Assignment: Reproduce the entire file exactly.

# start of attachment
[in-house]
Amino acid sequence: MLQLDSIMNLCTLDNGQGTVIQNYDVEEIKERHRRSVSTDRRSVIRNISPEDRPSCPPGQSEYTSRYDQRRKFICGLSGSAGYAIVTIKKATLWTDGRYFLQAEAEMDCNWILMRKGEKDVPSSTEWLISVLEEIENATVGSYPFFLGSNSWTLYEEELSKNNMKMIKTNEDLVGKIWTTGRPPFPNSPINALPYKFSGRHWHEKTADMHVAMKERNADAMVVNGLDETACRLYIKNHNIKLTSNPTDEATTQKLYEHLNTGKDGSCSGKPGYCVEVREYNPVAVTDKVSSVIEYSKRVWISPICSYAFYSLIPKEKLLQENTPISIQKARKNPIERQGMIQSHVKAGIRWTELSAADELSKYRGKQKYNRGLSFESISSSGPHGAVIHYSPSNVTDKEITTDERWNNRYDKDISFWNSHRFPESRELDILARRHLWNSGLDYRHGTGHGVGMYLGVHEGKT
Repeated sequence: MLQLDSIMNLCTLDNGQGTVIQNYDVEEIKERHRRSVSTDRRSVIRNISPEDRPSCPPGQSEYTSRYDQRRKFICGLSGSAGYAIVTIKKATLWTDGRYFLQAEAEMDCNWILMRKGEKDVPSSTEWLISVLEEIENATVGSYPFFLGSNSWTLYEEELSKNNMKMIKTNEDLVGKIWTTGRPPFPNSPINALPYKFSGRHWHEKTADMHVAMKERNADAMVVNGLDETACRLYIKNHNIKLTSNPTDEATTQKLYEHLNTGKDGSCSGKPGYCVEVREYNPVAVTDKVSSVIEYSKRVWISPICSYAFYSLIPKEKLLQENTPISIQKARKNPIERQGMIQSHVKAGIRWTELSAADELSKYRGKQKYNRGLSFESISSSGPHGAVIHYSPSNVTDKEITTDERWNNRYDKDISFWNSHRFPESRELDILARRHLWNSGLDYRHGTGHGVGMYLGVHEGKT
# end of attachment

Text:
[in-house]
Amino acid sequence: MLQLDSIMNLCTLDNGQGTVIQNYDVEEIKERHRRSVSTDRRSVIRNISPEDRPSCPPGQSEYTSRYDQRRKFICGLSGSAGYAIVTIKKATLWTDGRYFLQAEAEMDCNWILMRKGEKDVPSSTEWLISVLEEIENATVGSYPFFLGSNSWTLYEEELSKNNMKMIKTNEDLVGKIWTTGRPPFPNSPINALPYKFSGRHWHEKTADMHVAMKERNADAMVVNGLDETACRLYIKNHNIKLTSNPTDEATTQKLYEHLNTGKDGSCSGKPGYCVEVREYNPVAVTDKVSSVIEYSKRVWISPICSYAFYSLIPKEKLLQENTPISIQKARKNPIERQGMIQSHVKAGIRWTELSAADELSKYRGKQKYNRGLSFESISSSGPHGAVIHYSPSNVTDKEITTDERWNNRYDKDISFWNSHRFPESRELDILARRHLWNSGLDYRHGTGHGVGMYLGVHEGKT
Repeated sequence: MLQLDSIMNLCTLDNGQGTVIQNYDVEEIKERHRRSVSTDRRSVIRNISPEDRPSCPPGQSEYTSRYDQRRKFICGLSGSAGYAIVTIKKATLWTDGRYFLQAEAEMDCNWILMRKGEKDVPSSTEWLISVLEEIENATVGSYPFFLGSNSWTLYEEELSKNNMKMIKTNEDLVGKIWTTGRPPFPNSPINALPYKFSGRHWHEKTADMHVAMKERNADAMVVNGLDETACRLYIKNHNIKLTSNPTDEATTQKLYEHLNTGKDGSCSGKPGYCVEVREYNPVAVTDKVSSVIEYSKRVWISPICSYAFYSLIPKEKLLQENTPISIQKARKNPIERQGMIQSHVKAGIRWTELSAADELSKYRGKQKYNRGLSFESISSSGPHGAVIHYSPSNVTDKEITTDERWNNRYDKDISFWNSHRFPESRELDILARRHLWNSGLDYRHGTGHGVGMYLGVHEGKT